- If you want to control Equity allocation a great way is to buy a World ETF - I have reviewed the main ones so you only have to pick the best given your requirements
- Alternatively, you can split your portfolio as introduced here through a Banker or Cyclist portfolio, and choose a combination of International ETFs
- Bonds help reduce the volatility in your portfolio and protect your capital during market sell-offs
- Unless you have a very long time horizon and very high risk tolerance you need Bonds in your Portfolio - understand why
- Understanding your risk tolerance and time horizon is key to your Financial Success determine up to 90% of your portfolio performance
- Take a questionnaire first to understand what Stocks/Bond allocation is suitable in your situation
- Once you decided on the allocation you can use this guide, if you're European, or this one if based in the US, to select the appropriate Bond ETF
- Currencies can be confusing but there are certain rules that make hedging process easier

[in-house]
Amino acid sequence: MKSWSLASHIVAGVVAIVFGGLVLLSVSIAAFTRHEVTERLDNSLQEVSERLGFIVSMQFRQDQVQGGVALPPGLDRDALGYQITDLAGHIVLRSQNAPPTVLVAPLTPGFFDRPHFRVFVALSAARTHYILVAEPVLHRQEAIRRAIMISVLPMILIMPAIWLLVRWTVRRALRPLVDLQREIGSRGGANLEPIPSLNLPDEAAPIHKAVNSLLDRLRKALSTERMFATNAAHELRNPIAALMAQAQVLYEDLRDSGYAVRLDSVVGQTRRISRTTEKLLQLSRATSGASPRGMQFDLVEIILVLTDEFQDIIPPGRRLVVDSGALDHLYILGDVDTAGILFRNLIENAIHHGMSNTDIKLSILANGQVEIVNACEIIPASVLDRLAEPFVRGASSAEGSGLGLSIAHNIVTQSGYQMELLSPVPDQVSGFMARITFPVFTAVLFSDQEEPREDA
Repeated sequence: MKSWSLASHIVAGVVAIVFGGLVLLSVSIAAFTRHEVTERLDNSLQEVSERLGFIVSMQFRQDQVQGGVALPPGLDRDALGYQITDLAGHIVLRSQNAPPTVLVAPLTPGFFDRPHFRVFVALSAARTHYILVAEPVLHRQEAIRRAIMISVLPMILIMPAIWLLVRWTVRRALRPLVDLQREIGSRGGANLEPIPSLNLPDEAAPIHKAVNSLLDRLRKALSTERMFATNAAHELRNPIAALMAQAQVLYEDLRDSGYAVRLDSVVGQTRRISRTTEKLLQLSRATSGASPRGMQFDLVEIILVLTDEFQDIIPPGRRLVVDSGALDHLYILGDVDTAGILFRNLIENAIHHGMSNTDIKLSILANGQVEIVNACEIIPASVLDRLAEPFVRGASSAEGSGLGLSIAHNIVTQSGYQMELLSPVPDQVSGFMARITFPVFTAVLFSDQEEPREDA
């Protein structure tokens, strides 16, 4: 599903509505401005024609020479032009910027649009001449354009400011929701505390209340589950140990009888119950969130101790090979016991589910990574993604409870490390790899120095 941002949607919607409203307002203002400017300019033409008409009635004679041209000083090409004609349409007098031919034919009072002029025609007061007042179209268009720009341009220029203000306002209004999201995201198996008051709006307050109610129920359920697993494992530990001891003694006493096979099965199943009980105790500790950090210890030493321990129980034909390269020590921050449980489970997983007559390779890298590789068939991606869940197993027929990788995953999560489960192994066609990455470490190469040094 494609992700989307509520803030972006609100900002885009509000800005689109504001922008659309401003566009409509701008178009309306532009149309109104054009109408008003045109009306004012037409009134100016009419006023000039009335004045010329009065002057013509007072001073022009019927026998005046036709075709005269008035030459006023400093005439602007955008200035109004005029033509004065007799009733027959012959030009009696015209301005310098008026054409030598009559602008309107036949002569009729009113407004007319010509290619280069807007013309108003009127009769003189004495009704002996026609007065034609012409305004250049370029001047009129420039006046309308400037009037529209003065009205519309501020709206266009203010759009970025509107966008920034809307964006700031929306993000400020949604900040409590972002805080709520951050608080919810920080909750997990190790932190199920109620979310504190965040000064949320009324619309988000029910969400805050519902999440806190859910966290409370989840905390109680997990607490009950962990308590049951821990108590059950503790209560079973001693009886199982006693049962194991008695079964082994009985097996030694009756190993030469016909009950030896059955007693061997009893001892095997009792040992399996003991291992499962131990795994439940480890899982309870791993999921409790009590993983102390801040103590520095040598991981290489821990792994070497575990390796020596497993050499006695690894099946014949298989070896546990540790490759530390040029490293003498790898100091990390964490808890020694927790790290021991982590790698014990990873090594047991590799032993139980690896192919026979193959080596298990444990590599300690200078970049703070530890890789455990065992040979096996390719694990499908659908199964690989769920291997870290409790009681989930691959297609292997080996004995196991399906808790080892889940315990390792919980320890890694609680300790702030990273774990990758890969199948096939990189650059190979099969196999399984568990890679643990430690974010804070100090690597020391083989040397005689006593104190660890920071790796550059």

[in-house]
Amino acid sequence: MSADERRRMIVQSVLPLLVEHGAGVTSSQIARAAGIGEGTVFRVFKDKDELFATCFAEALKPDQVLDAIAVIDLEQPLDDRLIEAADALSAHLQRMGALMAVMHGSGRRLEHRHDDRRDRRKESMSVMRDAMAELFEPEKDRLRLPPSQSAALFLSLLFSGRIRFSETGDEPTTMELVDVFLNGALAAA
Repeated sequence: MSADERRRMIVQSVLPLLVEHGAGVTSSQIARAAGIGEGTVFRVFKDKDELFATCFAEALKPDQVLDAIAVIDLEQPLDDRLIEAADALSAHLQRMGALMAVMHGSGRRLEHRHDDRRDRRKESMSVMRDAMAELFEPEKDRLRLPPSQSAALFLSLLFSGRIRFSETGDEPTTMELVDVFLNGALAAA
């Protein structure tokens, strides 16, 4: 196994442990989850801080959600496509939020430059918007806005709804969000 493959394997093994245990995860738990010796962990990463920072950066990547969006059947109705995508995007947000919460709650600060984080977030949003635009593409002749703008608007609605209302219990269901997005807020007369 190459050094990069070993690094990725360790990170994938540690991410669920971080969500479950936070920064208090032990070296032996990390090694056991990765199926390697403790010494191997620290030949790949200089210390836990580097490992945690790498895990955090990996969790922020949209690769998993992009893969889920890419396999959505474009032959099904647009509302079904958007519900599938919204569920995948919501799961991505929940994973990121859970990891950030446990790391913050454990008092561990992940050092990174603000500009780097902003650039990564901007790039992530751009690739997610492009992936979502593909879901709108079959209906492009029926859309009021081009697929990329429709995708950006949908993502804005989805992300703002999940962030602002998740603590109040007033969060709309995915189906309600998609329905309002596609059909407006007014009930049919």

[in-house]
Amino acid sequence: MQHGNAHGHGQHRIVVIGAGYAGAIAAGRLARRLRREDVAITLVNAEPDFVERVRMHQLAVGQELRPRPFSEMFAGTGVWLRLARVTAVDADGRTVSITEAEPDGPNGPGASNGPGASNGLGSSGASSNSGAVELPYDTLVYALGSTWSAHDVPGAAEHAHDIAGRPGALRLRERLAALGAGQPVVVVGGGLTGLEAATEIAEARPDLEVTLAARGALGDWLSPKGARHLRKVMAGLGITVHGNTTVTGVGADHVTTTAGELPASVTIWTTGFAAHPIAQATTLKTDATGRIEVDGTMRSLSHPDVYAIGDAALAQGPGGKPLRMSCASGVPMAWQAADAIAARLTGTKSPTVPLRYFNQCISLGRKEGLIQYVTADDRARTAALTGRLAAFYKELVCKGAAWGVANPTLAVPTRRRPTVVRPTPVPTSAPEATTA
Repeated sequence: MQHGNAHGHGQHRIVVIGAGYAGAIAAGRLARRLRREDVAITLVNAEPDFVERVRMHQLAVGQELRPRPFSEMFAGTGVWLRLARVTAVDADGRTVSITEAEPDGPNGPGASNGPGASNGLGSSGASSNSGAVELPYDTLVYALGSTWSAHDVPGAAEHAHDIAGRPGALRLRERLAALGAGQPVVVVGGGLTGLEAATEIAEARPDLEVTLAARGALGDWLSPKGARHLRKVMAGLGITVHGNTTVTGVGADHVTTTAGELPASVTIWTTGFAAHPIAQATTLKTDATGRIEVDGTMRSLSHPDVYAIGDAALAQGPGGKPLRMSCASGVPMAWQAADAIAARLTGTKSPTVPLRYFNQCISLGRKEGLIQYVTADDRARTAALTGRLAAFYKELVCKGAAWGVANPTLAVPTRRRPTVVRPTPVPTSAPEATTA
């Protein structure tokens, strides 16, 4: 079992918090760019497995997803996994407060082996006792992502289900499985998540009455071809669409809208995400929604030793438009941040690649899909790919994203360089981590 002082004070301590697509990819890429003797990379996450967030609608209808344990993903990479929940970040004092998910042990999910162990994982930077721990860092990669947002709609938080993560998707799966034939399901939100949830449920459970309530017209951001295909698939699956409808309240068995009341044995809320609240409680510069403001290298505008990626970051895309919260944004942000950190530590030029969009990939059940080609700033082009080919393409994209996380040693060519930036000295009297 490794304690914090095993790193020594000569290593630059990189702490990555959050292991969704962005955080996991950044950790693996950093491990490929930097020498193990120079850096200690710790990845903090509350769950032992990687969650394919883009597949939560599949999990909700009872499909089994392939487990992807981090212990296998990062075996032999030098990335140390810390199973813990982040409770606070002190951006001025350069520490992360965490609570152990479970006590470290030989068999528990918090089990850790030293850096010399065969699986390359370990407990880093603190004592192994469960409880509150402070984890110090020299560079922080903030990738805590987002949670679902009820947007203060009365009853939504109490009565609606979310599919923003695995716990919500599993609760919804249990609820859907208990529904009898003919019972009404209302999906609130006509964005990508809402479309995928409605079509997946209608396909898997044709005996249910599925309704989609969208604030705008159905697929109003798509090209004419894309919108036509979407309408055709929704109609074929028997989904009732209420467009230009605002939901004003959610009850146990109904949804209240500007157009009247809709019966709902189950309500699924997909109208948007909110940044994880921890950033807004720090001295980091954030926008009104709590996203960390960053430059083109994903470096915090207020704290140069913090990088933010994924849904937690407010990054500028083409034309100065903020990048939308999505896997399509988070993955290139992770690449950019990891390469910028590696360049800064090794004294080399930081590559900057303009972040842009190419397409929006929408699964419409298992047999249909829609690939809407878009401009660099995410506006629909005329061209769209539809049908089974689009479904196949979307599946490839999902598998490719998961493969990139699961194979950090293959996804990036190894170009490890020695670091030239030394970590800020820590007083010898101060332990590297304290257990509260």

- If you hold international bond funds that are not hedged you may consider switching to a hedged ETF to reduce portfolio volatility since two thirds of risk in international bonds comes from currencies
- Over the long term you should keep your international Equity funds unhedged
- Here is a guide related currency hedging
- If currencies are still confusing, go back to the currency section of how to select an ETF
- Choosing ETFs includes deciding which ETF provider to select, how Fund characteristics play a role, making sense of which currencies matter most, navigating fees, dividend reinvesting and tax implications. Here’s what you need to know to pick the right UCITS ETF
- I have written a separate Q&A on how to buy the cheapest ETF
- Finally, make sure you choose wisely between Accumulating and Distributing ETFs - this can have a major impact on taxes!
- It depends on your personal situation - if you already have Inflation protection with assets like real estate it may not be as necessary